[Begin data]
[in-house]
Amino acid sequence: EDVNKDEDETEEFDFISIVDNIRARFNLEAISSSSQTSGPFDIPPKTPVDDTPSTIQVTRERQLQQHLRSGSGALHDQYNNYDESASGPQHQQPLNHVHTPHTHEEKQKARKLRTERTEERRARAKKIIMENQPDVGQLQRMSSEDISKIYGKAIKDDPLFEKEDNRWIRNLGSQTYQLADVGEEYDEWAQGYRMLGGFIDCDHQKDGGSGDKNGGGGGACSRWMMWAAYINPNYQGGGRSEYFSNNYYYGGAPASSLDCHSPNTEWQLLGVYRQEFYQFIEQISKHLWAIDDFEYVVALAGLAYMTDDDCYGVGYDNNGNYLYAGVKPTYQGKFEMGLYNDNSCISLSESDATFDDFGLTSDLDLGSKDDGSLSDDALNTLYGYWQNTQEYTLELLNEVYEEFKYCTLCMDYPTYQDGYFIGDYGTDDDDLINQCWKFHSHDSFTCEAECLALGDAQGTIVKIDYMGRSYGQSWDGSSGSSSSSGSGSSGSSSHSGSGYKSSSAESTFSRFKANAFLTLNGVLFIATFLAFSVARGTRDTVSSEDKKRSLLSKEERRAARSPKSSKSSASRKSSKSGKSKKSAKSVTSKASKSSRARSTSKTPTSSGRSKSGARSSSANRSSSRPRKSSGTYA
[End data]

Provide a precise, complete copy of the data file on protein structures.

[in-house]
Amino acid sequence: EDVNKDEDETEEFDFISIVDNIRARFNLEAISSSSQTSGPFDIPPKTPVDDTPSTIQVTRERQLQQHLRSGSGALHDQYNNYDESASGPQHQQPLNHVHTPHTHEEKQKARKLRTERTEERRARAKKIIMENQPDVGQLQRMSSEDISKIYGKAIKDDPLFEKEDNRWIRNLGSQTYQLADVGEEYDEWAQGYRMLGGFIDCDHQKDGGSGDKNGGGGGACSRWMMWAAYINPNYQGGGRSEYFSNNYYYGGAPASSLDCHSPNTEWQLLGVYRQEFYQFIEQISKHLWAIDDFEYVVALAGLAYMTDDDCYGVGYDNNGNYLYAGVKPTYQGKFEMGLYNDNSCISLSESDATFDDFGLTSDLDLGSKDDGSLSDDALNTLYGYWQNTQEYTLELLNEVYEEFKYCTLCMDYPTYQDGYFIGDYGTDDDDLINQCWKFHSHDSFTCEAECLALGDAQGTIVKIDYMGRSYGQSWDGSSGSSSSSGSGSSGSSSHSGSGYKSSSAESTFSRFKANAFLTLNGVLFIATFLAFSVARGTRDTVSSEDKKRSLLSKEERRAARSPKSSKSSASRKSSKSGKSKKSAKSVTSKASKSSRARSTSKTPTSSGRSKSGARSSSANRSSSRPRKSSGTYA